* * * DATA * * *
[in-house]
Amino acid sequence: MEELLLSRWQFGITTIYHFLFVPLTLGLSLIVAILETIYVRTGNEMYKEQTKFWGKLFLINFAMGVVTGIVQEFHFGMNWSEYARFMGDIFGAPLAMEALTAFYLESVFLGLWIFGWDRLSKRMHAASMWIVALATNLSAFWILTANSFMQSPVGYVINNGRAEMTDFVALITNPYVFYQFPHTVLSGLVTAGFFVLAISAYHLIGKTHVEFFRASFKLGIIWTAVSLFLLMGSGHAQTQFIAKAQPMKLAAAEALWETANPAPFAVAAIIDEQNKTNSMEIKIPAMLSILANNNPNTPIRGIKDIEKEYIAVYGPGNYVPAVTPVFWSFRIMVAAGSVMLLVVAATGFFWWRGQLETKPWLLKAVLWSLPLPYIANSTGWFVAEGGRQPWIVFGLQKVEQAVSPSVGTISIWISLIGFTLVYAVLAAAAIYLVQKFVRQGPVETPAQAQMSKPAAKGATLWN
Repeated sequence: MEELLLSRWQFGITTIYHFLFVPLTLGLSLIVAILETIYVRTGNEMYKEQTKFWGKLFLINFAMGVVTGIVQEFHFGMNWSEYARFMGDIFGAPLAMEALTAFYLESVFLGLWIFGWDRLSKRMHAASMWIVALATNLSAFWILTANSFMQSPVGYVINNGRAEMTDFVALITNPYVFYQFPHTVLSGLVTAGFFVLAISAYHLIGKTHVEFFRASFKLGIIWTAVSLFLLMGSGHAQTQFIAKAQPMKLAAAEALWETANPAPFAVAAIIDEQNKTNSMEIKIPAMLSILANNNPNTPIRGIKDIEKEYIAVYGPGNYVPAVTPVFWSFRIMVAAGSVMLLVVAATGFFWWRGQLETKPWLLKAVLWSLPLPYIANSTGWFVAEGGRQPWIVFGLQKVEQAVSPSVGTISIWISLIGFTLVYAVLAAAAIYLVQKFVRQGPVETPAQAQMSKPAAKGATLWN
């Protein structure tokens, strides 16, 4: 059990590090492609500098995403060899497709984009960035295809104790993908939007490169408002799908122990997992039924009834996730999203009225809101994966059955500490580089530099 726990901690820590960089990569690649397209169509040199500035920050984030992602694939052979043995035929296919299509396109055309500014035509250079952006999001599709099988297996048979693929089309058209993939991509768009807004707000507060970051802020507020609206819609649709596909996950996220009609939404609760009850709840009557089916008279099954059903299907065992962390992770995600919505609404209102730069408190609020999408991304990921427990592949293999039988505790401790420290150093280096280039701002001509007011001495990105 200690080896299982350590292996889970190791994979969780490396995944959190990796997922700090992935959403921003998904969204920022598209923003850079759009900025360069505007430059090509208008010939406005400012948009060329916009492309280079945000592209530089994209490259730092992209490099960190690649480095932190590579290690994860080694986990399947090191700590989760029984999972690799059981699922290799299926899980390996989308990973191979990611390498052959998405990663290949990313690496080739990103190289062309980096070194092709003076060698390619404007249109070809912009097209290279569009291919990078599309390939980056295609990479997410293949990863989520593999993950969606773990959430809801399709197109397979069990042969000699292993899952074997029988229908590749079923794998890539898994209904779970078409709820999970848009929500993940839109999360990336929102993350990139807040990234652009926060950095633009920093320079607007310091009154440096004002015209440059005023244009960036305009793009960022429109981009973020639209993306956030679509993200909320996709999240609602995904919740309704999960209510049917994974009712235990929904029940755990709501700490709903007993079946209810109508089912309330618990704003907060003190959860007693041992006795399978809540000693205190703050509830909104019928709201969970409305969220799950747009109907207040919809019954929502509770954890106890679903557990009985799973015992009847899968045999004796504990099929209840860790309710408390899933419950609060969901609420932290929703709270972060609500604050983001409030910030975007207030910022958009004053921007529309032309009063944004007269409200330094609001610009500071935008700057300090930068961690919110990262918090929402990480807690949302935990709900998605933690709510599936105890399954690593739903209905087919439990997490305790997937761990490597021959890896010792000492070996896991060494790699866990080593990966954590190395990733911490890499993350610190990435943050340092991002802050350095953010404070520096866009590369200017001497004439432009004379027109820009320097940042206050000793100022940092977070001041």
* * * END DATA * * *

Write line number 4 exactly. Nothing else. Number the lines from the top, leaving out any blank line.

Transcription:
């Protein structure tokens, strides 16, 4: 059990590090492609500098995403060899497709984009960035295809104790993908939007490169408002799908122990997992039924009834996730999203009225809101994966059955500490580089530099 726990901690820590960089990569690649397209169509040199500035920050984030992602694939052979043995035929296919299509396109055309500014035509250079952006999001599709099988297996048979693929089309058209993939991509768009807004707000507060970051802020507020609206819609649709596909996950996220009609939404609760009850709840009557089916008279099954059903299907065992962390992770995600919505609404209102730069408190609020999408991304990921427990592949293999039988505790401790420290150093280096280039701002001509007011001495990105 200690080896299982350590292996889970190791994979969780490396995944959190990796997922700090992935959403921003998904969204920022598209923003850079759009900025360069505007430059090509208008010939406005400012948009060329916009492309280079945000592209530089994209490259730092992209490099960190690649480095932190590579290690994860080694986990399947090191700590989760029984999972690799059981699922290799299926899980390996989308990973191979990611390498052959998405990663290949990313690496080739990103190289062309980096070194092709003076060698390619404007249109070809912009097209290279569009291919990078599309390939980056295609990479997410293949990863989520593999993950969606773990959430809801399709197109397979069990042969000699292993899952074997029988229908590749079923794998890539898994209904779970078409709820999970848009929500993940839109999360990336929102993350990139807040990234652009926060950095633009920093320079607007310091009154440096004002015209440059005023244009960036305009793009960022429109981009973020639209993306956030679509993200909320996709999240609602995904919740309704999960209510049917994974009712235990929904029940755990709501700490709903007993079946209810109508089912309330618990704003907060003190959860007693041992006795399978809540000693205190703050509830909104019928709201969970409305969220799950747009109907207040919809019954929502509770954890106890679903557990009985799973015992009847899968045999004796504990099929209840860790309710408390899933419950609060969901609420932290929703709270972060609500604050983001409030910030975007207030910022958009004053921007529309032309009063944004007269409200330094609001610009500071935008700057300090930068961690919110990262918090929402990480807690949302935990709900998605933690709510599936105890399954690593739903209905087919439990997490305790997937761990490597021959890896010792000492070996896991060494790699866990080593990966954590190395990733911490890499993350610190990435943050340092991002802050350095953010404070520096866009590369200017001497004439432009004379027109820009320097940042206050000793100022940092977070001041």